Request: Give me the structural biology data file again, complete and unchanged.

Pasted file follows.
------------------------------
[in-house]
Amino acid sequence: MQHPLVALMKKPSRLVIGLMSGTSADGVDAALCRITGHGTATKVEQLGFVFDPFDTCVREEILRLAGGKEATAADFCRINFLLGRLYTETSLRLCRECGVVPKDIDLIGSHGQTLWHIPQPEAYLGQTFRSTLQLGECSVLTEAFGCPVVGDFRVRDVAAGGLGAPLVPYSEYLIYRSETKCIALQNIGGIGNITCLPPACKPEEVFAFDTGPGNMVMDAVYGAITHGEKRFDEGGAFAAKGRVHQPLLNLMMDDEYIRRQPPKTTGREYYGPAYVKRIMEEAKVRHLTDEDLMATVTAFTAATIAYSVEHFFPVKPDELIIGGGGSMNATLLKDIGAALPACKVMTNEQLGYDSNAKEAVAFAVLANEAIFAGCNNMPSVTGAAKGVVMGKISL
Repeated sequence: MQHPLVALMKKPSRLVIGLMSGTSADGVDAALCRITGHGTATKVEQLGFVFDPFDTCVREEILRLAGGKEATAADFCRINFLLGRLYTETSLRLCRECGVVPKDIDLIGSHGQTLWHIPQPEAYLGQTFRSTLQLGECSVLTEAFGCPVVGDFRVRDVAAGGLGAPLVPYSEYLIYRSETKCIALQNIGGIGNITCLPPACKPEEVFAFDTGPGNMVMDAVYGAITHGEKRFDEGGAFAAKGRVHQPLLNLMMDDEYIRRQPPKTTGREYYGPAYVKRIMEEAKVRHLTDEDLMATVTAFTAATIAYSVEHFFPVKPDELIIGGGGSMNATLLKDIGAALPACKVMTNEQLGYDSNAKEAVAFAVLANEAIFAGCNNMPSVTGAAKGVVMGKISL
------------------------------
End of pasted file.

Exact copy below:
[in-house]
Amino acid sequence: MQHPLVALMKKPSRLVIGLMSGTSADGVDAALCRITGHGTATKVEQLGFVFDPFDTCVREEILRLAGGKEATAADFCRINFLLGRLYTETSLRLCRECGVVPKDIDLIGSHGQTLWHIPQPEAYLGQTFRSTLQLGECSVLTEAFGCPVVGDFRVRDVAAGGLGAPLVPYSEYLIYRSETKCIALQNIGGIGNITCLPPACKPEEVFAFDTGPGNMVMDAVYGAITHGEKRFDEGGAFAAKGRVHQPLLNLMMDDEYIRRQPPKTTGREYYGPAYVKRIMEEAKVRHLTDEDLMATVTAFTAATIAYSVEHFFPVKPDELIIGGGGSMNATLLKDIGAALPACKVMTNEQLGYDSNAKEAVAFAVLANEAIFAGCNNMPSVTGAAKGVVMGKISL
Repeated sequence: MQHPLVALMKKPSRLVIGLMSGTSADGVDAALCRITGHGTATKVEQLGFVFDPFDTCVREEILRLAGGKEATAADFCRINFLLGRLYTETSLRLCRECGVVPKDIDLIGSHGQTLWHIPQPEAYLGQTFRSTLQLGECSVLTEAFGCPVVGDFRVRDVAAGGLGAPLVPYSEYLIYRSETKCIALQNIGGIGNITCLPPACKPEEVFAFDTGPGNMVMDAVYGAITHGEKRFDEGGAFAAKGRVHQPLLNLMMDDEYIRRQPPKTTGREYYGPAYVKRIMEEAKVRHLTDEDLMATVTAFTAATIAYSVEHFFPVKPDELIIGGGGSMNATLLKDIGAALPACKVMTNEQLGYDSNAKEAVAFAVLANEAIFAGCNNMPSVTGAAKGVVMGKISL